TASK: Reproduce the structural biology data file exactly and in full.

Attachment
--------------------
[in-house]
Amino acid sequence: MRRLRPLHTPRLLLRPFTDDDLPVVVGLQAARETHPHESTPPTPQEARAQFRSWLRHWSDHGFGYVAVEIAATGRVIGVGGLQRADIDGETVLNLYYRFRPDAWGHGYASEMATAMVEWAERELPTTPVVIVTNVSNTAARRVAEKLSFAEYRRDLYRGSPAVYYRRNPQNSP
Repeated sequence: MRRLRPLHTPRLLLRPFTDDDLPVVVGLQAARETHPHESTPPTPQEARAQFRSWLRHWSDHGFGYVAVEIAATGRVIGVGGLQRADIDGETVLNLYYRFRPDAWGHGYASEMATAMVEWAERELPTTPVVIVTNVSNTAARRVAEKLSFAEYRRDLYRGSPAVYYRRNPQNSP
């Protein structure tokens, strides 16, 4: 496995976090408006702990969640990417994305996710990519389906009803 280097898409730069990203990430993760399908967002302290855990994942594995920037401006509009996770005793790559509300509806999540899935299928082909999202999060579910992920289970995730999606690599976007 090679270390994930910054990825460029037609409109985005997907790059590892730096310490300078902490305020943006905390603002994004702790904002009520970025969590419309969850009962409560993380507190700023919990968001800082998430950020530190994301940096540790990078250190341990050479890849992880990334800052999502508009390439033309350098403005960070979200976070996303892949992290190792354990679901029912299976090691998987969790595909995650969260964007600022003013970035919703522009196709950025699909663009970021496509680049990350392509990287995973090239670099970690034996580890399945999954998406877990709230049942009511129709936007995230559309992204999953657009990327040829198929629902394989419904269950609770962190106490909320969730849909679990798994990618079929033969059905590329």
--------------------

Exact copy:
[in-house]
Amino acid sequence: MRRLRPLHTPRLLLRPFTDDDLPVVVGLQAARETHPHESTPPTPQEARAQFRSWLRHWSDHGFGYVAVEIAATGRVIGVGGLQRADIDGETVLNLYYRFRPDAWGHGYASEMATAMVEWAERELPTTPVVIVTNVSNTAARRVAEKLSFAEYRRDLYRGSPAVYYRRNPQNSP
Repeated sequence: MRRLRPLHTPRLLLRPFTDDDLPVVVGLQAARETHPHESTPPTPQEARAQFRSWLRHWSDHGFGYVAVEIAATGRVIGVGGLQRADIDGETVLNLYYRFRPDAWGHGYASEMATAMVEWAERELPTTPVVIVTNVSNTAARRVAEKLSFAEYRRDLYRGSPAVYYRRNPQNSP
């Protein structure tokens, strides 16, 4: 496995976090408006702990969640990417994305996710990519389906009803 280097898409730069990203990430993760399908967002302290855990994942594995920037401006509009996770005793790559509300509806999540899935299928082909999202999060579910992920289970995730999606690599976007 090679270390994930910054990825460029037609409109985005997907790059590892730096310490300078902490305020943006905390603002994004702790904002009520970025969590419309969850009962409560993380507190700023919990968001800082998430950020530190994301940096540790990078250190341990050479890849992880990334800052999502508009390439033309350098403005960070979200976070996303892949992290190792354990679901029912299976090691998987969790595909995650969260964007600022003013970035919703522009196709950025699909663009970021496509680049990350392509990287995973090239670099970690034996580890399945999954998406877990709230049942009511129709936007995230559309992204999953657009990327040829198929629902394989419904269950609770962190106490909320969730849909679990798994990618079929033969059905590329």